We often hear from UFC brass about the economic impact they make on cities and the surrounding areas when they bring a a show to town. It's been their biggest publicized lobbying point for making the sport legal and regulated in cash strapped New York whose assembly has yet again killed the possibility of boosting the state's economy for another year due to the Chair of the Ways and Means Committee Herman Denny Farrell associating a structured, officiated sport that has more thorough health and medical testing than Football, with some kind of medieval death match with weapons. Struggling business owners of New York will be glad to know this Manhattan resident is running for Assembly again in 2012.
But enough about New York. While they miss out due to politicians supposedly representing the will of the people, their neighbors north of the border finally legalised and sanctioned MMA and felt a significant impact when UFC 129 Georges St. Pierre vs Jake Shields arrived. But don't just take UFC's word for it, Canadian news media The Star featured a full page story in their business section:
Days before Canadian superstar Georges St-Pierre won his bout at UFC 129 at the Rogers Centre last April, a unanimous decision was already in among Toronto business owners like Carlos Gavilanes about the true victor of the bloody cage match: the cash register.
The Ultimate Fighting Championship went the distance for Toronto tourism and for local businesses, which took in an estimated $40 million from the most successful fight night in UFC history.
Overall, Moneris Solutions, Canada's largest credit and debit card processor, issued a report last month showing a substantial increase in dollars spent in the city on Saturday, April 30, the day of the highly-anticipated Toronto event.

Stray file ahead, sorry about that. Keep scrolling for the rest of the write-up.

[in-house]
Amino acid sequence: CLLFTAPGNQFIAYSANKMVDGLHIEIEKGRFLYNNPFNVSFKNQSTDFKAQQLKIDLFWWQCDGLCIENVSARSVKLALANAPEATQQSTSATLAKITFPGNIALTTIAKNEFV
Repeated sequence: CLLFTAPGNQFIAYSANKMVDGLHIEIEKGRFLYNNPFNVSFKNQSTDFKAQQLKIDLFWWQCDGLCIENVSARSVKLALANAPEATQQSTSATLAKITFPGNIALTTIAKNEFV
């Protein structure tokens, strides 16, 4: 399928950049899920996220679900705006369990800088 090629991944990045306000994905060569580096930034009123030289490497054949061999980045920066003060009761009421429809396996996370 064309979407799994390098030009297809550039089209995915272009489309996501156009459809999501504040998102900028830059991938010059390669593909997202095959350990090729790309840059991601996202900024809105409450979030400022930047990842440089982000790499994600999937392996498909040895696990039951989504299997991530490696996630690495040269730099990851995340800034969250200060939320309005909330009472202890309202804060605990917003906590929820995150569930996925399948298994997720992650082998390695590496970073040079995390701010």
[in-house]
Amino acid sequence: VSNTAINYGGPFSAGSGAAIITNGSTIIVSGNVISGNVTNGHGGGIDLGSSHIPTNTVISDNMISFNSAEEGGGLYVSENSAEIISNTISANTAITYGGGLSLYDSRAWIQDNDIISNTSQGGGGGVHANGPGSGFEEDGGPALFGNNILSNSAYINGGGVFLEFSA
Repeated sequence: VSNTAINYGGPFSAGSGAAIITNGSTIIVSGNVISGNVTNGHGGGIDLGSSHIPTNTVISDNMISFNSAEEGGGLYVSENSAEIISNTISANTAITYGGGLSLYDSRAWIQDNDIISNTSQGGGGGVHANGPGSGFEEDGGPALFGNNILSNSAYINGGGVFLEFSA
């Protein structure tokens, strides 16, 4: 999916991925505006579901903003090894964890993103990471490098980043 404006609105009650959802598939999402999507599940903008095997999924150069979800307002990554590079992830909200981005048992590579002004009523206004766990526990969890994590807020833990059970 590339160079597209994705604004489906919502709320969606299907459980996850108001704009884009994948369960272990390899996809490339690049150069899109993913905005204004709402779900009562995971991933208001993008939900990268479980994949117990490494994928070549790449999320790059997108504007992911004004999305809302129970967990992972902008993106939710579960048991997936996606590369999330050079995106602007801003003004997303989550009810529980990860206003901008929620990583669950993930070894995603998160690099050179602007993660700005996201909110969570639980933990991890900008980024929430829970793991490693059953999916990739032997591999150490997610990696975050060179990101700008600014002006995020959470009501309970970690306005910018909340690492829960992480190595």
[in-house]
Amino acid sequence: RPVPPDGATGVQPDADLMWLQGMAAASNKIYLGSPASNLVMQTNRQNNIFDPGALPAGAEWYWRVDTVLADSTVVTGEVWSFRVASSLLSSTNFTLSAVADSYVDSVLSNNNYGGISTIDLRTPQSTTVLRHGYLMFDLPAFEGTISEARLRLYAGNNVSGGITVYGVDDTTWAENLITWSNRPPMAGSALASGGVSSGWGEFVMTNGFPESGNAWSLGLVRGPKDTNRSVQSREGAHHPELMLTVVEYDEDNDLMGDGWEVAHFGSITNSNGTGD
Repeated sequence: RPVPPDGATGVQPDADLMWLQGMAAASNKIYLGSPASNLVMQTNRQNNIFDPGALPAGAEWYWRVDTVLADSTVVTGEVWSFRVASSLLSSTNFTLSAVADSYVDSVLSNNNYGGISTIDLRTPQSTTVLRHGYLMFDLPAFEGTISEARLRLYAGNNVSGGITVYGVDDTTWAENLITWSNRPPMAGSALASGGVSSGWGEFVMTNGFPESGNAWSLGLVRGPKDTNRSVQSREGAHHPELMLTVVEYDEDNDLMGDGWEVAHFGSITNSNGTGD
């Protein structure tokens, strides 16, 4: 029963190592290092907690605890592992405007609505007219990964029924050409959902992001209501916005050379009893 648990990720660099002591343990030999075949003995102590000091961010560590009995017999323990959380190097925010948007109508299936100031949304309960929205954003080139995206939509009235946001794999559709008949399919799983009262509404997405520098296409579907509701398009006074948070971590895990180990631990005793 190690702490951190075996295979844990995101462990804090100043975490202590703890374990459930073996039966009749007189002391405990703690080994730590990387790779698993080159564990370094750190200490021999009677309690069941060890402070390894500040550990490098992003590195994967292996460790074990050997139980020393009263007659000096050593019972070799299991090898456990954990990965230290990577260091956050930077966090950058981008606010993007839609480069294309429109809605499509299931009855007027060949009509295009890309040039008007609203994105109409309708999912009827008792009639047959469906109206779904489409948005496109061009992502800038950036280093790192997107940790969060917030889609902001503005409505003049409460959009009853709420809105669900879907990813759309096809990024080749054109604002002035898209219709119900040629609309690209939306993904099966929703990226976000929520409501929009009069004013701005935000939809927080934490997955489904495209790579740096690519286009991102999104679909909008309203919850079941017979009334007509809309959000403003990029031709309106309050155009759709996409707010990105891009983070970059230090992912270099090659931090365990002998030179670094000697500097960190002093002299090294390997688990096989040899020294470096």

Restaurants enjoyed a 19.2 per cent jump in dollars spent compared week-over-week. Similarly, bars and pubs experienced a 15.7 per cent increase - confirming that in addition to the 55,724 fans at the Rogers Centre, many more watched the popular event outside their home.
The Moneris report also showed a sizable rise in retail spending from people who made their way to the downtown core. Apparel and sporting goods stores saw a 41.3 per cent and a 33 per cent jump in sales respectively.
And many people travelled to Toronto to experience the UFC in person, as evidenced by the 20.3 per cent rise in dollars spent at hotels, says the report.
"Toronto's hotel occupancy rates were in the high 90s - which doesn't usually happen in April," notes [UFC Canada Director of Operations Tom] Wright.
UFC Canada is finalizing an economic impact report on Toronto's UFC bonanza that is expected out in August, he says, adding the $40 million estimate of the financial boon to Toronto is only a conservative estimate.
Toronto is the big city in Ontario much like New York City is in New York State, and it'll be interesting to see what impact could be made in other parts of Ontario to gauge an idea of how well places like Buffalo and Albany might do comparatively. MMA alone won't fix New York's economic problems, but UFC events can certainly offer a fresh and new approach that can be the start of boosting business. The trouble is 'fresh' and 'new' don't tend to feature in geriatric politicians' mindset.